As illustrated in FIG. 1, the electronic meter register 26 includes a data transfer wire 30 that extends through the top wall 32 of the meter register 26. The first end of the data transfer wire 30 is conductively connected at the manufacturing facility to the internal circuitry of the electronic meter register 26. The electronic meter register 26, including the data transfer wire 30, are conventional components and are currently in use in automatic meter reading units, such as the Sensus Radio ReadŽ meter transceiver unit (MXU). In the prior art systems, such as the Sensus Radio ReadŽ MXU, the second end of the data transfer wire 30 is conductively connected to an external communication through the use of physical wire connections that are secured using gel caps. As discussed previously, this type of physical interconnection between the data transfer wire 30 and a communication device requires the use of gel caps and manual interconnection to the MXU.

Referring now to FIG. 2, thereshown is the second end 34 of the data transfer wire 30. The second end 34 includes a connector module 36. The connector module 36 preferably includes a cylindrical outer wall 38 formed from a molded plastic material. The outer wall 38 is integrally molded with and extends from a front face surface 40 to a back surface 42. The second end 34 of the data transfer wire 30 extends into the open interior defined by the outer wall 38 and is connected to a first inductive coil 44. The inductive coil 44 is centered within the cylindrical open interior defined by the outer wall 38 and is spaced inwardly from the front face surface 40, as can best be seen in FIG. 4. The inductive coil 44 is electrically connected to the second end 34 of the data transfer wire 30 such that an output data signal generated by the electronic meter register is present at the inductive coil 44.

The connector module 36 includes a sealing or potting material 46 (FIG. 2) that surrounds the inductive coil 44 to prevent water from contacting the inductive coil 44. The data transfer wire 30 includes an outer, waterproof sheath that prevents water from contacting the electric wires contained within the data transfer wire 30.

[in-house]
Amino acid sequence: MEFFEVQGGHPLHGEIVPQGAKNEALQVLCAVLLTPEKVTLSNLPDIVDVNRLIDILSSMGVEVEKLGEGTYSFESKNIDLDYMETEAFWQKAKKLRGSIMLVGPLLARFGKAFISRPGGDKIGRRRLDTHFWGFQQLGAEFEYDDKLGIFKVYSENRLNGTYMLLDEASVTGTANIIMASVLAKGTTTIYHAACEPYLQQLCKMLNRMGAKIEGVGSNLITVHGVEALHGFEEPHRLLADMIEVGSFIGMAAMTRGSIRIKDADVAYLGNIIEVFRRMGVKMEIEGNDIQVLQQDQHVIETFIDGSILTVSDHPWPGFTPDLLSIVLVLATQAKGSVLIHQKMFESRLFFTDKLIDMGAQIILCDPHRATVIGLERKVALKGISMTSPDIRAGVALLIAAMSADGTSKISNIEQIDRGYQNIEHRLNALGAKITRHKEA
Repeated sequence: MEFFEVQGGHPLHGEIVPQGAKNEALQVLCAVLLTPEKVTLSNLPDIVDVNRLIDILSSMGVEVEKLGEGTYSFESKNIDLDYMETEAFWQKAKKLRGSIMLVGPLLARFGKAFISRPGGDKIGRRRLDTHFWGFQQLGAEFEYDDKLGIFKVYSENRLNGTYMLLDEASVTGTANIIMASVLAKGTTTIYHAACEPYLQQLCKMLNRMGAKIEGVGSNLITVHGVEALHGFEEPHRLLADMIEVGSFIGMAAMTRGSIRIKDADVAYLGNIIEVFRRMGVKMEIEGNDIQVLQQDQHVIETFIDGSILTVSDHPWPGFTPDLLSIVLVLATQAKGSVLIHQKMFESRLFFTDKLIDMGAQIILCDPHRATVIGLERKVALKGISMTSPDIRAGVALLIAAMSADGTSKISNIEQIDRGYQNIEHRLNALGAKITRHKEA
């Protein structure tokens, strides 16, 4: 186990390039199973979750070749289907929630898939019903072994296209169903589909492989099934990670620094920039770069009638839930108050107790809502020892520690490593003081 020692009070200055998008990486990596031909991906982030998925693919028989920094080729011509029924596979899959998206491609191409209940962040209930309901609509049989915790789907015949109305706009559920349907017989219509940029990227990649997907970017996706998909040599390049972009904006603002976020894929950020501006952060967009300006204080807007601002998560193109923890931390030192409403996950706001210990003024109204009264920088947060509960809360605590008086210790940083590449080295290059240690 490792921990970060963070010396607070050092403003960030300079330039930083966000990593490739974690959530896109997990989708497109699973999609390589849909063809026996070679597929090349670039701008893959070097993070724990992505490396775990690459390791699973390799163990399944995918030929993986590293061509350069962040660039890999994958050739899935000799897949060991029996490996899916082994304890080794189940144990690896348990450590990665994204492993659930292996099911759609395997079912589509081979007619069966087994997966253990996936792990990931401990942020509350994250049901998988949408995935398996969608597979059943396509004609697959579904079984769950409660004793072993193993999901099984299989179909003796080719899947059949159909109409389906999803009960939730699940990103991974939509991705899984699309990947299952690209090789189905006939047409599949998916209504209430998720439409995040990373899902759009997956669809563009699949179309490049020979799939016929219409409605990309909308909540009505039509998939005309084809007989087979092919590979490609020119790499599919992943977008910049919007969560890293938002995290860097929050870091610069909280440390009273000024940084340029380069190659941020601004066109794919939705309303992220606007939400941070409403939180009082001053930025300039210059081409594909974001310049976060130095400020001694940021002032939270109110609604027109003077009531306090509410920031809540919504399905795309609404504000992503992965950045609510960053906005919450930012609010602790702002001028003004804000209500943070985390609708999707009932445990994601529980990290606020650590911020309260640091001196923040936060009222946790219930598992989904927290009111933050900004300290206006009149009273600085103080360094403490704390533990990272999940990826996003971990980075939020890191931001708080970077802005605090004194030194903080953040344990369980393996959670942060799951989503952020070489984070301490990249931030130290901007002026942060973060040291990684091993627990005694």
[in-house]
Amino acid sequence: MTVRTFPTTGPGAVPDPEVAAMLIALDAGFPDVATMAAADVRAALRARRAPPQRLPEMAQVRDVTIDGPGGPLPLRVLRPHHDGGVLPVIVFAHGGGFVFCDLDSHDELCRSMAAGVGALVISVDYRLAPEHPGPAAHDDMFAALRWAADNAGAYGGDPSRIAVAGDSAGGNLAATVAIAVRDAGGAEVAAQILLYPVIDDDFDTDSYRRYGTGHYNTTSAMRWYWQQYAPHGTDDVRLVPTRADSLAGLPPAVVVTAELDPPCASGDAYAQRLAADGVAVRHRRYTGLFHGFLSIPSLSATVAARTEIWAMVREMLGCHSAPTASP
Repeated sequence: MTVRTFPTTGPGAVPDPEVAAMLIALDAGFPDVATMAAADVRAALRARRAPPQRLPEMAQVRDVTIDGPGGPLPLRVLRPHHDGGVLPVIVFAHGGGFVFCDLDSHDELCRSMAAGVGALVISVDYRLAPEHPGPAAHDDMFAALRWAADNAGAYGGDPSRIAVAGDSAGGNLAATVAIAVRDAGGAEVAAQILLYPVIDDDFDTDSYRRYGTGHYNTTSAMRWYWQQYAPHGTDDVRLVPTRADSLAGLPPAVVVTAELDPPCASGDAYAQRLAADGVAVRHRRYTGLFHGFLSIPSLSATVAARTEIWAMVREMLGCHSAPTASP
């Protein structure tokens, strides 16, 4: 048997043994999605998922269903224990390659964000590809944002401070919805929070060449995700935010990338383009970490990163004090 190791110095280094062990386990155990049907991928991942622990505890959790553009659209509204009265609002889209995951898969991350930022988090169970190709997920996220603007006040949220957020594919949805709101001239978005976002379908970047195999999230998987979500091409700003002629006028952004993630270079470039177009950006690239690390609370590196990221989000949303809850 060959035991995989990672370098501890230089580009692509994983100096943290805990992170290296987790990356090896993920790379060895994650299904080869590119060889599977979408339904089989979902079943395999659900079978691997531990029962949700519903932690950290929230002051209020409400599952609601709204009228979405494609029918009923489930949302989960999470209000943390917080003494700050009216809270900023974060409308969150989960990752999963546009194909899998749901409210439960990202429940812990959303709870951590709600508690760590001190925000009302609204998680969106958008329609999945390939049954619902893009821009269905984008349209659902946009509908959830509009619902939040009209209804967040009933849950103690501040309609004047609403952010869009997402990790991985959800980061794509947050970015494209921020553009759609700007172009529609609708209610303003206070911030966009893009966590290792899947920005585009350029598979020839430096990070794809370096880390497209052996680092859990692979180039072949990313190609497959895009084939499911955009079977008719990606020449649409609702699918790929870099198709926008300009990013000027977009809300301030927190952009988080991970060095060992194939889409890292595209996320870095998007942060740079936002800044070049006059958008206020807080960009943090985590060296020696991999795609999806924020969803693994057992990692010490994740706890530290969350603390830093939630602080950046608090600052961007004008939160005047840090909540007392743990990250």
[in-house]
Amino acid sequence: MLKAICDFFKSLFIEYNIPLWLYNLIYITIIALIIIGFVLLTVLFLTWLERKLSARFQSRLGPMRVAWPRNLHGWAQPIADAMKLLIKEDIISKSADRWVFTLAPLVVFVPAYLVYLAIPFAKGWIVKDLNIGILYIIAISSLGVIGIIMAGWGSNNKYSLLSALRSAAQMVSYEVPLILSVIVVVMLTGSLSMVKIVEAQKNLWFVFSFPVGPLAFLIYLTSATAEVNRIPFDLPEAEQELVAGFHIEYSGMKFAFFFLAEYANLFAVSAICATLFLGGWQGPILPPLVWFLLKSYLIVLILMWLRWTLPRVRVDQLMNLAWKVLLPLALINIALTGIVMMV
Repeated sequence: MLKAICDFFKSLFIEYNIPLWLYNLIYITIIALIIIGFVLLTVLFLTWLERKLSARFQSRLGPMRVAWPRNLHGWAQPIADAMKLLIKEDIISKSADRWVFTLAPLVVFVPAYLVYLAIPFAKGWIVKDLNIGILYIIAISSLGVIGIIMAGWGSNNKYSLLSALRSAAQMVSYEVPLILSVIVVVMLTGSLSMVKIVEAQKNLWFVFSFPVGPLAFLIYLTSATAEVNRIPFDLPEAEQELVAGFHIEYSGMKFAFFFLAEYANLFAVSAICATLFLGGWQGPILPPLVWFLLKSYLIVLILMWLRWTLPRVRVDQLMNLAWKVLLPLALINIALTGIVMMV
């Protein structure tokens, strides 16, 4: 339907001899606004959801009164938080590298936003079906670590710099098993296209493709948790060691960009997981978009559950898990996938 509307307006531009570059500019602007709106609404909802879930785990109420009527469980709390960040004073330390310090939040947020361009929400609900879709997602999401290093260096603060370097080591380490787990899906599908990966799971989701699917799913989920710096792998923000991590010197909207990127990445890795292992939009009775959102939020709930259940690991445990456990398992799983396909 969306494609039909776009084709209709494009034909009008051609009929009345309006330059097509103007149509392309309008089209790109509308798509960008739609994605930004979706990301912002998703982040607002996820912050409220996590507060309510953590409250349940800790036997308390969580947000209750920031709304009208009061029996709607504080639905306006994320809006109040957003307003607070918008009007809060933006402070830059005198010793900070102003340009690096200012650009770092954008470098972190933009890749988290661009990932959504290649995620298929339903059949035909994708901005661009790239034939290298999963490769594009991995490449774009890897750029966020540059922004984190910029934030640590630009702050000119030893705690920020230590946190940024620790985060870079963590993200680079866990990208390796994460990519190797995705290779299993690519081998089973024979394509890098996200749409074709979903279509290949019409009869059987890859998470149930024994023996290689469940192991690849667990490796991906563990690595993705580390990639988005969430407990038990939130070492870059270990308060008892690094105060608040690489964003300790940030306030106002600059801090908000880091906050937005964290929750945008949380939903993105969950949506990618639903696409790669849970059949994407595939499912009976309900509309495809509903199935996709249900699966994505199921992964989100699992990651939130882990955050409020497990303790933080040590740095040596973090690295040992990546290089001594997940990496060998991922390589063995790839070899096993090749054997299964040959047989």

Referring back to FIG. 2, thereshown is a communication device 48 of the present invention. The communication device 48 includes internal circuitry, as will be described in greater detail below, that receives an output data signal from the electronic meter register 26 that includes consumption data for the meter. The internal circuitry extracts to relevant consumption data and broadcasts a signal by radio frequency for reception and reading at a remote location. The communication device 48 is supported beneath the pit lid 24 and electronically coupled to the electronic meter register 26 through the data transfer wire 30. The communication device 48 includes a main enclosure body 50 suspended beneath the pit lid 24.

Referring now to FIG. 3, the communication device 48 includes an upper housing 52 that extends through an opening 54 formed in the pit lid 24. Specifically, the upper housing 52 includes a mushroom shaped top cap 56 having an outer diameter greater than the diameter of the opening 54. A bottom surface 58 of the top cap 56 contacts the top surface 60 of the pit lid 24. The upper housing 52 includes an externally threaded body 62 that extends through the opening 54 and is securely attached to the main enclosure body 50. A locking nut 64 is threadedly received along the body 62 and is tightened into contact with the bottom surface 66 of the pit lid 24. The threaded movement of the locking nut 64 into contact with the bottom surface 66 prevents the upper housing 52 from being removed from the opening 54.